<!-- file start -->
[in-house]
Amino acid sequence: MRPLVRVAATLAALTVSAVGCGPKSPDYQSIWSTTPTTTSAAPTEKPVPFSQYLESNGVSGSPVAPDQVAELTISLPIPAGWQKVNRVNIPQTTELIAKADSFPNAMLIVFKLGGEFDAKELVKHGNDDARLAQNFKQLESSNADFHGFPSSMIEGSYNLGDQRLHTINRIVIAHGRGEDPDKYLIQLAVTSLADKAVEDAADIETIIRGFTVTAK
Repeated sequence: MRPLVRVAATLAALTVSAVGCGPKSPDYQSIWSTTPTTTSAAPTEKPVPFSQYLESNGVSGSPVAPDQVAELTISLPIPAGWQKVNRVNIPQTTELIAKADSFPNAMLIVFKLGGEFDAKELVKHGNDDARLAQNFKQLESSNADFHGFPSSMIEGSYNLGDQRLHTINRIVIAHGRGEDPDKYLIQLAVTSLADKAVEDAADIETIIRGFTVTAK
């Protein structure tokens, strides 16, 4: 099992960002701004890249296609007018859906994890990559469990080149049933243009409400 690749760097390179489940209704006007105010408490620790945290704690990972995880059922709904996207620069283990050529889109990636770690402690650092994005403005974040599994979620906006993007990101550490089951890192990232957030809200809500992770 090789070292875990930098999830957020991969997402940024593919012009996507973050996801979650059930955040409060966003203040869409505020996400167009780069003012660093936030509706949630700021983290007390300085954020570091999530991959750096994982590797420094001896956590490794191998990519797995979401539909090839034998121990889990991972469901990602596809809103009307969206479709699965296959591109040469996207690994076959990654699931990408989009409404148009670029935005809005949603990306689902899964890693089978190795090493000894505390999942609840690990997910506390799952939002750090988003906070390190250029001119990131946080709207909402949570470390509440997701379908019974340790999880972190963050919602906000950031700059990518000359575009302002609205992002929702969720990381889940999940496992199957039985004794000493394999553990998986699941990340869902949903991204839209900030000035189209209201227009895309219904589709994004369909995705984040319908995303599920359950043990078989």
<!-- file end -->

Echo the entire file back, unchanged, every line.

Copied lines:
[in-house]
Amino acid sequence: MRPLVRVAATLAALTVSAVGCGPKSPDYQSIWSTTPTTTSAAPTEKPVPFSQYLESNGVSGSPVAPDQVAELTISLPIPAGWQKVNRVNIPQTTELIAKADSFPNAMLIVFKLGGEFDAKELVKHGNDDARLAQNFKQLESSNADFHGFPSSMIEGSYNLGDQRLHTINRIVIAHGRGEDPDKYLIQLAVTSLADKAVEDAADIETIIRGFTVTAK
Repeated sequence: MRPLVRVAATLAALTVSAVGCGPKSPDYQSIWSTTPTTTSAAPTEKPVPFSQYLESNGVSGSPVAPDQVAELTISLPIPAGWQKVNRVNIPQTTELIAKADSFPNAMLIVFKLGGEFDAKELVKHGNDDARLAQNFKQLESSNADFHGFPSSMIEGSYNLGDQRLHTINRIVIAHGRGEDPDKYLIQLAVTSLADKAVEDAADIETIIRGFTVTAK
């Protein structure tokens, strides 16, 4: 099992960002701004890249296609007018859906994890990559469990080149049933243009409400 690749760097390179489940209704006007105010408490620790945290704690990972995880059922709904996207620069283990050529889109990636770690402690650092994005403005974040599994979620906006993007990101550490089951890192990232957030809200809500992770 090789070292875990930098999830957020991969997402940024593919012009996507973050996801979650059930955040409060966003203040869409505020996400167009780069003012660093936030509706949630700021983290007390300085954020570091999530991959750096994982590797420094001896956590490794191998990519797995979401539909090839034998121990889990991972469901990602596809809103009307969206479709699965296959591109040469996207690994076959990654699931990408989009409404148009670029935005809005949603990306689902899964890693089978190795090493000894505390999942609840690990997910506390799952939002750090988003906070390190250029001119990131946080709207909402949570470390509440997701379908019974340790999880972190963050919602906000950031700059990518000359575009302002609205992002929702969720990381889940999940496992199957039985004794000493394999553990998986699941990340869902949903991204839209900030000035189209209201227009895309219904589709994004369909995705984040319908995303599920359950043990078989």